“Every day in the clinic, I see patients who are worried about their feet and their flat feet,” said lead author Gabriel Moisin. Such patients always have someone telling them that flat feet are a problem, he added.
It’s certainly possible that flat feet (medical terminology is “flat feet”) is associated with a problem, but it’s not certain. What’s more important, Moisan and colleagues say, is to focus on the pain and get it treated, rather than worrying about the appearance of your feet and arches.
“You may have low arches, but a lot of people do, and a lot of people with low arches have no problem with having low arches,” says Dr. says Patrick McKeon, Athletic Training Clinical Education Coordinator. New York did not contribute an essay. So how can that be called a malformation, he asks, especially if so many people have it, how can it be called a deviation from normality?
“We disagree on whether it’s normal or abnormal,” said John Keel, associate professor of emergency and sports medicine at the University of South Florida Morsani School of Medicine and co-author of “Normal or Abnormal?” says. Papers on flat feet. Keel and his co-authors note that although flat feet are common in children, most children develop a “normal arch” by age 10.
base of foot and spring
of arch of foot — the medial longitudinal arch — is a strong, elastic network of ligaments, tendons, and connective tissue that runs along the medial side between the front and back of the foot.
The arch, which is the foundation that supports the body, acts as a shock absorber that disperses the force exerted on the body, and as a spring that stores and releases energy while walking or running.
For decades, the medical and shoe fields have rushed to treat flat feet with supportive shoes, rather than considering flat feet as part of a bell curve of normal changes. orthodontic inserts and surgeryEven if there is no pain or other problems.
However, there is little to suggest that treating flat feet has any effect.
“If there was a causal relationship between flat feet and injury, most people with flat feet would be injured,” Moisan says. “And that’s really not the case.” Moisan highlights some more important factors to consider, including the amount of exercise you do, the surface you walk or run on, and any past injuries.
one of them, 2022 review Results from 30 studies and 3,404 runners included more than 100 individual biomechanical and musculoskeletal risk factors. The researchers concluded that available studies generally do not support biomechanical or musculoskeletal measures as risk factors for running injuries in non-elite runners.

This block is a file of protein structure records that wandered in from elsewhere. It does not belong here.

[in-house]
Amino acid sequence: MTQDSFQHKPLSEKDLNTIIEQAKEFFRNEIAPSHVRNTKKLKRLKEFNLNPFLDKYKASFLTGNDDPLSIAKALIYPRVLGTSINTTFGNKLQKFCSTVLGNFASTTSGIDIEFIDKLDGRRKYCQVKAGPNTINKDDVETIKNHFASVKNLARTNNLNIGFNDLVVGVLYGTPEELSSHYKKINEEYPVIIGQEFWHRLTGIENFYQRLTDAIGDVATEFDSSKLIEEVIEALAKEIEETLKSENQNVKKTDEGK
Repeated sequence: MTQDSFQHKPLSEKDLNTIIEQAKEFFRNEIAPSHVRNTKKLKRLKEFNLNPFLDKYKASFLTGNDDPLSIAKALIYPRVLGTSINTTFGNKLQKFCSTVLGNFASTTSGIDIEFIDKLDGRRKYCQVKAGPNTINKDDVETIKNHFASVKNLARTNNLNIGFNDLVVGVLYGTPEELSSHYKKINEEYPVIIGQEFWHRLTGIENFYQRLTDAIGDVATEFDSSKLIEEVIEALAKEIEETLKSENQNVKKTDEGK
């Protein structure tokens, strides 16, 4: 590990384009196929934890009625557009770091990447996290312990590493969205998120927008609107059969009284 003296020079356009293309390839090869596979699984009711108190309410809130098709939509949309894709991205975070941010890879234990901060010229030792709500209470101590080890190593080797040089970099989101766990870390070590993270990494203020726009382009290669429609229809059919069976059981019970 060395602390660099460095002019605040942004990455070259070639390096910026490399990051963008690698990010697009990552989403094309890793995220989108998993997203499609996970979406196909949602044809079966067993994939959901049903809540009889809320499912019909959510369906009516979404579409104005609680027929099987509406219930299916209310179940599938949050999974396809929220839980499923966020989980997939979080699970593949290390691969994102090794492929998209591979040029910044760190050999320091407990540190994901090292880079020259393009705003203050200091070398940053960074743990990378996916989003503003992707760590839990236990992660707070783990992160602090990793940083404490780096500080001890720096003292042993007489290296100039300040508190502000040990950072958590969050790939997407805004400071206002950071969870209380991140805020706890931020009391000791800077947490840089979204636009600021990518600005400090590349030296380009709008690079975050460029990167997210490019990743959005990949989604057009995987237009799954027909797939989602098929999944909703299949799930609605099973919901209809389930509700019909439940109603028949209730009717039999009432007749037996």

Part of treatment includes shoe selection, especially for walkers and runners. That paradigm prescribes supportive shoes, stability, or movement control for people with flat feet. People with high arches are thought to have stiffer feet, so they choose shoes with more cushioning. However, there is little evidence to suggest that this approach of matching foot shape and shoe type makes any difference.
Research on military running shoes
Research on military personnel illustrates this point. Injury prevention is an important area of research in military medicine because injuries occur frequently during basic training.
in pooled analysis After three studies of nearly 7,200 Air Force, Army and Marine Corps recruits, reviewers found that selecting running shoes based on arch height had little to no risk of injury during military basic training. It was determined that there would be no impact.
Shoes are important, but not as important as we think, says Jay Decharley, a physical therapist and author of the bookRewiring Running: Reinventing Running for Stability, Strength, and Speed”
“Footwear does make a difference because people who do validation and innovation work with different brands of footwear,” he says. “But wearing shoes doesn’t solve the problem. Shoes may help you feel the pain and get through it, but it doesn’t solve the problem.”
Experts like McKeon recommend a more proactive approach to foot care, rather than relying on passive measures like shoes and orthotics to prevent injuries. Like the core stability of the spine. mckeon says The foot core uses the unique muscles of the foot and plays an important role in injury prevention.
Dichari agrees. “I train my core, hips, and knees to improve my athletic performance. My legs are no different.”
“This is exactly how we started looking at the core of the foot. If we can get people to learn how to better activate the intrinsic muscles of the foot, we can accomplish several things. ,” says McKeon.
First, they’re better immediate stabilizers for the foot joints, he says. Second, the feet act as a kind of sensor, connecting the body to the surface. “By learning how to turn on the muscles in your legs, you can better sense how your legs change in response to movement,” he says.
McKeon recommends runners and walkers start with what he calls a “neutral foot.” This can be found by sitting and standing, lifting your arch up and down, rocking your foot from side to side, and finding the midpoint between those two feet. Extreme.
When you go to a shoe store and choose shoes, Moisan has two rules. “My first rule is don’t change the type of shoe unless you have an injury.” If you need to change from what’s been working, resist the temptation of new colors or trendy brands. please.
His second rule is that the shoes fit well – comfortable and lightweight. “It seems so easy to say, but so many people wear shoes that aren’t wide enough or too short,” says Moisan.
Ultimately, Moisan said, the message is simple: “Don’t worry about what your feet look like.”
For clinicians, his view is similar. “Stop focusing on the foot itself and start focusing on the problem.”
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